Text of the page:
Resilience is defined as the ability to adapt to difficult situations, the ability to bounce back. There is a growing concern about the lack of resiliency in children, teens, and young adults. When something goes wrong, there are a few common reactions- they “freak out” as one little girl I know would say, they freeze up, or they give up. The good news it that resiliency can be learned.
One aspect of resilience is social connection. A strong support system including family and friends is very important. People need love and support during difficult times. Role models of resilient people help model the desired behavior. They prove that it is possible to survive challenges and even use them as an opportunity to learn and grow. Learning how to make friends also helps build resiliency. Learning skill like empathy is also very beneficial. One way to do this is to help others. Volunteer or do a good deed. Learning about others who have shown their resiliency is also helpful. Check out Google, Facebook and Pinterest.
Optimism is another great skill that helps to build resilience. Try looking at a situation as a learning experience. What can I learn from this? Is there another way to look at this? One way to be more optimistic that also builds resilience is at the end of every day write down in a journal all the positive things that happened that day. Especially the times when you bounced back from something negative. Write what happened and how you overcame it. Reading through all the positive and resilient moments in your life reaffirm that you are resilient, you have survived times that you thought you wouldn’t and that you are awesome!
A few of my favorite quotes that help me persevere through hard times are…
“If “Plan A” Didn’t Work. The alphabet has 25 more letters! Stay Cool!” – unknown
“When something goes wrong in your life, just yell “Plot Twist” and move on”-FB/JOY OF DAD
“You have to have bad days to appreciate the good ones.” – unknown
-Robin Sonntag, ADHD Coach
Why do you need an ADHD coach? Why can’t you just read about ADHD parenting resources? I get this question quite often. I liken it to driver’s ed. Think back to when you learned to drive. Who had the better experiences, the kid’s whose parents taught them or the ones who took driver’s ed? I remember a lot more stories of trauma and drama from the kids whose parents taught them then from the kids who took driver’s ed. Putting a child in a neutral, professional environment gives them the opportunity to learn. There is no history, no memories of bad experiences, no concern over what happens after the lesson. It’s a time when the child and coach can focus on the task at hand, learn a new skill or strategy, and then let go. The pressure of the lesson is over and the child can take a step back and relax. It’s ok to have someone else work with your child on the hard stuff so that you and your child can have more positive experiences together instead of negative ones.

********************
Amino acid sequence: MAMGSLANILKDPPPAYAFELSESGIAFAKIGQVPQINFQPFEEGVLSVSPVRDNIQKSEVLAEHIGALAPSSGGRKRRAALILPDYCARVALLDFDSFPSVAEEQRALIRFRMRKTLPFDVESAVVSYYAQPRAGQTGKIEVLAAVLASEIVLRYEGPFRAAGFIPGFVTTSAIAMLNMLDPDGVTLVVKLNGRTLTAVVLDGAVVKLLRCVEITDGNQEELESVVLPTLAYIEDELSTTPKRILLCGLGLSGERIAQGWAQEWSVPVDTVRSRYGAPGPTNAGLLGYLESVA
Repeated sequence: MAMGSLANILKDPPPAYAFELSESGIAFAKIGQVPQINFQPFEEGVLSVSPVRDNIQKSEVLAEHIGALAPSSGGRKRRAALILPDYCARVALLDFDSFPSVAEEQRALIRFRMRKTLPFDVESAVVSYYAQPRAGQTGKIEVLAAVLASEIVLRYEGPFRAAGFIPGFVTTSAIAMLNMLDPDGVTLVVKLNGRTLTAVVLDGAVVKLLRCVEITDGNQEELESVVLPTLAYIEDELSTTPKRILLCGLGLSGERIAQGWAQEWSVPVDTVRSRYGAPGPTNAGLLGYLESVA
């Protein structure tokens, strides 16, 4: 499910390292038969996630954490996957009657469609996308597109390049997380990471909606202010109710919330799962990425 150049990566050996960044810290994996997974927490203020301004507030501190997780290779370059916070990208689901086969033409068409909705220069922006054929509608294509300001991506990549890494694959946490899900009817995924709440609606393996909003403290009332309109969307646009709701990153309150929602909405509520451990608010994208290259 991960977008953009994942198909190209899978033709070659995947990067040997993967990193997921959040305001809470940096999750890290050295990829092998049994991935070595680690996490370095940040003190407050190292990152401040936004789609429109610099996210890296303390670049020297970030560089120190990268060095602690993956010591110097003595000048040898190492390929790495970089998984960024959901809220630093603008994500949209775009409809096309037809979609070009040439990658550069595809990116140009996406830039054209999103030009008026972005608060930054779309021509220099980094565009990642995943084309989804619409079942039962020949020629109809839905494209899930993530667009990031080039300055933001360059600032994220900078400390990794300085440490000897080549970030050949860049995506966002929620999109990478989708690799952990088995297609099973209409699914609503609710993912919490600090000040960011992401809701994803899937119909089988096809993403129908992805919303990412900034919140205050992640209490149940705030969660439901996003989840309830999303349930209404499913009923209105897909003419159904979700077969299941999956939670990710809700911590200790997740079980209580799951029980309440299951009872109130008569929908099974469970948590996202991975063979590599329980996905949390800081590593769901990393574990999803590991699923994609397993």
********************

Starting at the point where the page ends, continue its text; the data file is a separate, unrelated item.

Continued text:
-Robin Sonntag, ADHD Coach
As an ADHD Coach for children, adolescents, families and parents I help build compensatory strategies and executive functioning skills. People often ask what the difference is between coaching and therapy. Therapy deals with the past and the whys. Coaching works on the present, the future, the whats and the hows. ADHD Coaches help build strategies and routines so that children and their families can better manage their ADHD symptoms. It’s my goal to help children thrive and not just survive!